CH: How is it possible to make clear, credible connections between what happened generations ago, and was formally terminated 130 years ago, and present conditions?

RA: The connection between the past and the present is clear. It's not a connection so much between slavery and current conditions. It's a matter of a continuing process of wrongful, exploitative, coerced, and manipulated income and wealth diversion over 350 years, through various means.

The question is, is it moral to accept benefits produced by means that we now define as wrongful? Society will think it through and reach a consensus that it is not moral. Then a policy of reparations will logically follow.

CH: In a recent book review, Andrew Hacker wrote, "Whites are weary of being lectured about prejudice, .and they resent being told that they are responsible for racial segregation and discrimination." If that's true-and I think there's plenty of evidence it is-why is the white majority going to adopt the moral stance you think they will, simply by comprehending the historical patterns of unjust enrichment?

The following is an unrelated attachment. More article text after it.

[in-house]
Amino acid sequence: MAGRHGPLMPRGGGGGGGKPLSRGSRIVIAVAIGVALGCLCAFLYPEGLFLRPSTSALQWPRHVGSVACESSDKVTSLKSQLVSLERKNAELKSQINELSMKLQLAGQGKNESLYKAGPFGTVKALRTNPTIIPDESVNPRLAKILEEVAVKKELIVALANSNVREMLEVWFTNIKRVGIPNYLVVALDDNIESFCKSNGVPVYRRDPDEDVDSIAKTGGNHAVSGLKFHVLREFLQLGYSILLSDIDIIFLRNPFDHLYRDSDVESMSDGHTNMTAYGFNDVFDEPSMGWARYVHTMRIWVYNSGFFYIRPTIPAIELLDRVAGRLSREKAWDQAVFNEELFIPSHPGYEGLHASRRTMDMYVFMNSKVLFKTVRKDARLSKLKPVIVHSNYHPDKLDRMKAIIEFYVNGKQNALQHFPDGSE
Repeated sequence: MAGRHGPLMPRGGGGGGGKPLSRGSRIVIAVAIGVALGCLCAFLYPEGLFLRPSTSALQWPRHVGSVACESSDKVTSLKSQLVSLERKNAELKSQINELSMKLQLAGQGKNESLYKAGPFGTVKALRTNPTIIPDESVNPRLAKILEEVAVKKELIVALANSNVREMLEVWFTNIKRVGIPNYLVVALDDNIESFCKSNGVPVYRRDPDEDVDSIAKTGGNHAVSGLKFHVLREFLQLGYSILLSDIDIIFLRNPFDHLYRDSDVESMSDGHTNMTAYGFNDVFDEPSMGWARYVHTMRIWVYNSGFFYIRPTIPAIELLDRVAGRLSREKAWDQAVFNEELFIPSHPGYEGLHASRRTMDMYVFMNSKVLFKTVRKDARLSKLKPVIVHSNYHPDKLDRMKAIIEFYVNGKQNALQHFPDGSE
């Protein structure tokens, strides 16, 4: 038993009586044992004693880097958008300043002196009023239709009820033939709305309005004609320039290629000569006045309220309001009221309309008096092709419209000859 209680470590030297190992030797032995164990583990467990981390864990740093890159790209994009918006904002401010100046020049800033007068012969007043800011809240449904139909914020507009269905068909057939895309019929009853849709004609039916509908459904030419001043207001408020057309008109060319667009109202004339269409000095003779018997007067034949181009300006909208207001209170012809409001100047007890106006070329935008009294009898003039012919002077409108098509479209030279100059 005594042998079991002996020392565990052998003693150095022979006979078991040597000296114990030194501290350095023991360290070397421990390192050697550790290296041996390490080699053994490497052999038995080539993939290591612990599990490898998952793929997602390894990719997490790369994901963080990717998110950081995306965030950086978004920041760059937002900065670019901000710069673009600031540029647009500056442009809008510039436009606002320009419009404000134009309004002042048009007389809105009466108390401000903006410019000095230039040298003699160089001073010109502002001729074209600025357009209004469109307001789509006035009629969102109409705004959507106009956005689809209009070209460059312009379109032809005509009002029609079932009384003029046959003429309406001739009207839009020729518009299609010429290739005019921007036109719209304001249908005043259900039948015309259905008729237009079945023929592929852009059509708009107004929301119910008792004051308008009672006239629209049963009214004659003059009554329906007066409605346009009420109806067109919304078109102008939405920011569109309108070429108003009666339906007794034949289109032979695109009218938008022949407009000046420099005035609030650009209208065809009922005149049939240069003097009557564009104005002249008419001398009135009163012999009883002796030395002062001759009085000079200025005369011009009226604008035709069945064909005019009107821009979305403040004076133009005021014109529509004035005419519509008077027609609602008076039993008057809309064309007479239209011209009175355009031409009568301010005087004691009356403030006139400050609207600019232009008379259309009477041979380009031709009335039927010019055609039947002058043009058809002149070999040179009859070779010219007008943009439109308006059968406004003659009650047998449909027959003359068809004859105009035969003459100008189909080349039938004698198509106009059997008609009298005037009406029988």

RA: Hacker and others will, in time, find it constructive to look at the racial problems they study and write about through the reparations lens.

CH: Who would receive the reparations? And in what ways do you distinguish between African Americans clearly caught in the intersectional trap of race and poverty-and assuming you can connect their current conditions to previous conditions of servitude-and the Colin Powells, Henry Louis Gates, Clarence Thomases and Ron Browns, who have been able to succeed wildly in America despite those previous conditions?

RA: Reparations should be paid primarily in human capital investment, along with some investment in hard tangible assets and in business capital formation. These are all benefits that would have been distributed more normally, today, but for the intervention of systematically exploitive and exclusionary practices.